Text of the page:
The quest for new ways to support the economy against a fiscally constrained backdrop cannot be over.
This column was first published in Business Day.
I find myself in an odd position — pointing out the looming fiscal cliff risks ahead yet also scratching my head at the almost complete lack of debate over the forthcoming abrupt end to the existing stimulus and the lack of new economic support for coronavirus hotspots.
President Cyril Ramaphosa announced on Monday that the country was moving into an “adjusted level 3 lockdown” — but no mention at all followed of any additional support for the new hotspots or the hospitality industry, which would be most directly affected.
There was an angry press release from Cosatu while others on the left sounded off on Twitter — though neither really seems to indicate a more visceral and practical political outrage, while at the ANC’s national executive committee (NEC) meeting there seemed to be nothing but the sound of silence.
Maybe this was the government realising the PR nightmare of the first non-existent R500bn in stimulus. But to mention nothing at all seemed bizarre.
Other countries have introduced hotspot-related support plans. The UK created a per capita grant to local government in areas locked down, while the US is reintroducing stimulus cheques as well as extending other forms of employment support.
The issue is not just a muted debate in public but there is no real sign whatsoever that this debate is being had by the government at all.
Maybe the Treasury has been somewhat over-effective this year in turning down the volume of the debate on broader stimulus (it would be overgenerous to say it won the debate). Yet, more importantly, maybe the lack of any zero-based budgeting or expenditure reviews of any depth in the medium-term budget policy statement (MTBPS) prevented a solid debate on distributional choices in the existing fiscal framework beyond a simplistic wage bill versus the rest focus, important as that still was.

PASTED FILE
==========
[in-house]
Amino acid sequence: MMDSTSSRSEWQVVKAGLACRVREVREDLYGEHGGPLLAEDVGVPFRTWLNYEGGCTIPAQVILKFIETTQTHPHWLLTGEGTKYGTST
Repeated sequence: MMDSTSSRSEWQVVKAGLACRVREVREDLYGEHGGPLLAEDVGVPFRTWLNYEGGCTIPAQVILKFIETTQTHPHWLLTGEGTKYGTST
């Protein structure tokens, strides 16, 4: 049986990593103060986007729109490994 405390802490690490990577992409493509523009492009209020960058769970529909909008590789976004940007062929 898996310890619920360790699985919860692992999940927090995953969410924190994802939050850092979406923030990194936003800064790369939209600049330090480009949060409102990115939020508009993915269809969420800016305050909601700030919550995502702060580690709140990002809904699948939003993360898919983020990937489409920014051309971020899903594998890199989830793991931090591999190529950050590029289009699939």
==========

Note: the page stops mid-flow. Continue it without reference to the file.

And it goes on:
The quest for new ways to support the economy against a fiscally constrained backdrop cannot be over. This means accelerating expenditure reviews (and gathering the necessary capacity so that the Treasury doesn’t have to) in order to free up existing space, but also prompt honest conversation.
Next year will be defined by the race among countries to reach herd immunity. What level that is in terms of share of the population is still greatly contested, but let’s take 60% as an order of magnitude. Currently the government seems to have no firm plan when to reach that point nor the facilities or funding to make it happen. The private sector will ultimately have to do it — but this key point could well be reached only at the end of 2021 or into 2022.
A number of possibilities exists for taking the blame for the messy and delayed vaccine procurement process and confused communications — but a debate over making room for about R10bn of on-balance-sheet funding should have started in the government back in April, to allow for speedy decisions on a variety of different providers with clear targets for rollout.
Equally, the costs being cross-subsidised from private to public sector is an elegant solution but a unit tax on private medical schemes could have been paid for by the cancellation of the SAA bailout.